|This poor guy got his nose stuck in one of our mousetraps.|
After our recent, and what most likely appears to be second, infestation of these rodents in our 110-year-old home, I would have to agree—especially after hearing my husband’s terrified call from downstairs around 11 o’clock Friday night.
“We have some kind of creature in the house!” he screamed, miraculously rousing me but not our three children.
Despite my instinctive realization that responding would ill suit my nerves, I found myself thrusting off the bedcovers and charging downstairs. Jeff hovered near the entrance to our living room, peering at the fireplace and clutching our children’s emptied LEGO box in his hands.
“You see it right there? Right there?” my husband demanded, stabbing the air with the LEGO box lid. “That’s its eye, glaring at us.”
Almost hoping that Jeff was experiencing a psychotic break instead of the possibility that a rodent was actually perching on our mantle, I quickly spotted the intruder—a beast neither Jeff nor I could identify in terms of species but one that we both agreed should not be there.
My husband then related how, as he sat on the couch, tapping away on his laptop, the creature had popped out of a hole in the masonry, skittered across the stone work and frozen, surveying the room with its glinting eye.
Terror clutched me as I began to understand that this late-night fiasco offered no satisfactory resolution—for us or for the rodent—especially after Jeff finally harnessed the courage to lunge at the fireplace with the LEGO box in a failed attempt to trap it.
The intruder flashed back inside its nook. Jeff and I stood stunned and heaving, as if we had just finished a sprint, reasoning, hoping that the clawing we now heard was the creature retreating up and out of our chimney.
At a loss about what now to do, Jeff soothed himself with Google, trying to match his memory of what looked like a pregnant mouse with a long tail and the nearly indecipherable image he caught on his iPhone of its glinting eye, with pictures he pulled up in the search engine. The deeper he delved into the repellent world of bats and other nocturnal vermin, the harder I found it to resist texting our exterminator, whose cell phone number I had managed to obtain during an infestation of grey squirrels in our eaves several years ago.
In those days, I would groggily awake each morning, our third baby, now 4, on my hip, and try to ignore the scratching sounds in the ceiling of our kitchen as I sipped my coffee. Only after I started to hear those same noises in the walls of my infant’s room did we shake ourselves into action.
A kindly exterminator set an exit-only trap through which the squirrels left and could not return, and I weaseled the man’s mobile phone number out of him for future emergencies.
This, clearly, was one.
“So sorry to text at this time, but we just had what we think is a squirrel come out of the stone façade of our fireplace,” I wrote. “Can you come out tomorrow?”
“Not likely a squirrel,” he answered, to my amazement, at 11:32 p.m., but without quite addressing my question. “Maybe a flying squirrel. Regular squirrels are sound asleep.”
“A flying squirrel!” I hissed at Jeff, who starting scrolling through harrowing images of the winged rodents and sharing disturbing trivia with me, such as the fact that flying squirrels live in colonies, chew through wires causing house fires and are misnamed since the animals merely use the “parachute-like membranes connecting their forelegs and hind legs on each side” to “glide.”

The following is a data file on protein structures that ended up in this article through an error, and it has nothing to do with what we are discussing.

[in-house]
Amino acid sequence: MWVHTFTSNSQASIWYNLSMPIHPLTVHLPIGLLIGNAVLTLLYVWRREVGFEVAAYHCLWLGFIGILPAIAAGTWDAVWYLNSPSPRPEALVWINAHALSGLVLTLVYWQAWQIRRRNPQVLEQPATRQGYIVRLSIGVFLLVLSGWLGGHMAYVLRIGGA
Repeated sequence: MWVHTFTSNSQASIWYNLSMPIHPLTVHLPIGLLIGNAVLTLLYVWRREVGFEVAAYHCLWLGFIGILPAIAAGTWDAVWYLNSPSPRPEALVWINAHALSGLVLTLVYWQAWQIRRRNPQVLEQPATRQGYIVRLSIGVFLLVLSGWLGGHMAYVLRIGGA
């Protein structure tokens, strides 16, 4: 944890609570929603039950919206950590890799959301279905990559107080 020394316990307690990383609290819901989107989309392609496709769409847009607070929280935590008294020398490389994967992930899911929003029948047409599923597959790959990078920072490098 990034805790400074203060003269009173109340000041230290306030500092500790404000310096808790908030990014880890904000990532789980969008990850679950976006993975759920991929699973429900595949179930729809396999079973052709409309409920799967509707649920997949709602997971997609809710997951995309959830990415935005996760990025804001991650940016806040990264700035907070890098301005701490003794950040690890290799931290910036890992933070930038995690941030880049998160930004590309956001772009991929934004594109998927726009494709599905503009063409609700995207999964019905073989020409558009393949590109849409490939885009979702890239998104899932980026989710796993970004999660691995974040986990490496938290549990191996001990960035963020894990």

“Advice?” I texted the exterminator, who had lapsed into unresponsiveness.
“Leave door open. Have to let it out. They will sense the air.”
As helpful as he had been in the past, the exterminator’s counsel now felt highly unsatisfactory and frankly somewhat suspect. Was he drunk?
I was supposed to leave our front entrance gaping to the 31-degree November night and sit for however long it took until the nasty creature decided to glide out?
My husband and I abandoned that chilly plan after 42 minutes. We shut up the house, cranked up the thermostat and closed the French doors to the living room, stuffing towels under the cracks for good measure.
At 9:01 the next morning, feeling only mildly disloyal, I arranged a date with a new exterminator for that afternoon and then related my tale of flying squirrel woe, via text, to a couple of friends.
“I thought those were only in the Amazon!” one wrote back. “Panic attack!!”
Matters failed to brighten when the new exterminator climbed atop our treacherous roof with the aid of several ladders, confirmed that we were probably harboring a colony of flying squirrels and said that it would cost approximately $700 for him to trap them.
“Do what you have to do,” Jeff said.
“If it was your house, would you keep the den sealed off?” I anxiously inquired.
“I’m an exterminator,” the man laughed. “I sleep with snakes in my room.”
He headed back up our roof, this time armed with several sinister-looking cages that we would have to check daily until they stopped filling with vermin.
“I really enjoyed talking to that guy,” Jeff later declared, to my amazement.
I, on the other hand, was determined not to fall so quickly this time. I decided to withhold judgment until our squirrels had flown the coop and until I had ascertained the quality of our new exterminator’s responsiveness to midnight texts.
And I'm going to keep stuffing the living room door cracks with towels in the meantime.